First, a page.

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Everyday Exotic Beauty

On Monday, Merril was hosting dVerse Prosery.  I love this challenge of using only 144 words to tell a story – not in poetry but in prose, using a phrase supplied.  Merril’s head must have been in the clouds because that is the theme for this one.  We must use the following:

“But these clouds are clearly foreign, such an exotic clutter

Against the blue cloth of the sky”

              –from “Clouds” by Constance Urdang

Do take the time to read her poem. It is wonderful! (Very short)

Anyway, how could I resist when I so love clouds?  I couldn’t.  That said, I am really late to the party so, without further ado:

Pastel hues greet me as I open my blinds, declaring that, beyond my field of vision, the sun has only just risen.  I dress and step out into the morning and am immediately shrink-wrapped in a second skin of humidity.  The air is thick and there is no breeze to be had.  Nevertheless I set off at a light run, on soundless feet (our karate Shihan taught us to run quietly – no heels! no thuds!)  I make my way along my now-familiar path, feeling I am one with the universe.  My soundscape consists of cawing crows and tweeting birds.  Pastels have given way to vibrant fire by the time I get to the park.   I look up and Oh! But these clouds are clearly foreign.  Such an exotic clutter against the blue cloth of the sky cannot ever be considered plain.  Everyday exotic beauty.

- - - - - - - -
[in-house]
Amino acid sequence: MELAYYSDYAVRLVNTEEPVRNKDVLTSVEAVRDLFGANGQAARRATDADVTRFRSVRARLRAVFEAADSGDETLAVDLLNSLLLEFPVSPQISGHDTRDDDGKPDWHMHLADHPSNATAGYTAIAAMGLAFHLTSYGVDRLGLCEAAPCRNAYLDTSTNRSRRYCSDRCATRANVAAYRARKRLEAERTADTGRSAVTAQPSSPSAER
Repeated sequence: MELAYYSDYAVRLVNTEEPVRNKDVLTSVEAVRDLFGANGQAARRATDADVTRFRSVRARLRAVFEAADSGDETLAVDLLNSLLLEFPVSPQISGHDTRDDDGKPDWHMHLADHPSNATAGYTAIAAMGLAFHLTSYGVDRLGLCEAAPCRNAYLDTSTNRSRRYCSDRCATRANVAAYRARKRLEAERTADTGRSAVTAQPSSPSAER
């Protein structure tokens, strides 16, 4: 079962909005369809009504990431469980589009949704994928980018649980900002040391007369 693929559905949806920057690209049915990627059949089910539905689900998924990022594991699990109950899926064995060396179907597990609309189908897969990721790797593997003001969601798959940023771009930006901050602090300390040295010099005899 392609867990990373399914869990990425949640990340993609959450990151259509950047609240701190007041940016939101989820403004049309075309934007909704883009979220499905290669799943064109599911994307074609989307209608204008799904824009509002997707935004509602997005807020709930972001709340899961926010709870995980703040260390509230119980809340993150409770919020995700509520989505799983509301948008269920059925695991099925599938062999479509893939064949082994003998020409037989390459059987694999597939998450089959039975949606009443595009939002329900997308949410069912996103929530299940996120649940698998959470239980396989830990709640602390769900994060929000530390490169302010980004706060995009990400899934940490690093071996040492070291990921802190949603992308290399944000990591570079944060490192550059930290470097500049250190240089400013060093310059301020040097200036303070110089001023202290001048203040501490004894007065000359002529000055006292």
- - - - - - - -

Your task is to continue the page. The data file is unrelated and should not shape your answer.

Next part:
84 thoughts on “Everyday Exotic Beauty

  1. Your first two sentences are fantastic and all 144 words are of the finest prose. I need to figure out an antecedent to “immediately shrink-wrapped in a second skin of humidity” when I walk outside into our dryness at dawn.

    Liked by 2 people

    • Thank you, Tim! I was rather proud of them, I must admit. I did work hard to get them just so, too so it’s all the more satisfying to read your comment. Yeah. When I go back to Vegas or, hey, who knows? New Mexico, maybe I’ll find the right words 😉

      Liked by 2 people

          • That’s cool. We have so many more interesting things here than casinos, but some people like going to casinos. I never go to them.

            Liked by 1 person

          • The slots are too much like video games. I lose interest immediately. I’ve never like cards, and I have no clue how the rest of the games work. In 2007, my programmer and I had to go to Henderson, NV to train NPS staff on a program we wrote for the NPS. My programmer at the time was from Bosnia. She and the NPS staff from Washington, DC went nuts at the casino in the hotel we stayed at. They all lost a lot of money. I guess they had fun losing. I had work to do and then I went down and checked out the women sunbathing by the pool for a break. Women in bikinis are much more interesting than gambling.

            Liked by 1 person

          • I never got into the slots and I don’t understand the appeal… Sitting for hours, pressing a button… nope.
            I don’t blame you. Way more interesting to look at women (and men) in sexy attire, for sure 🙂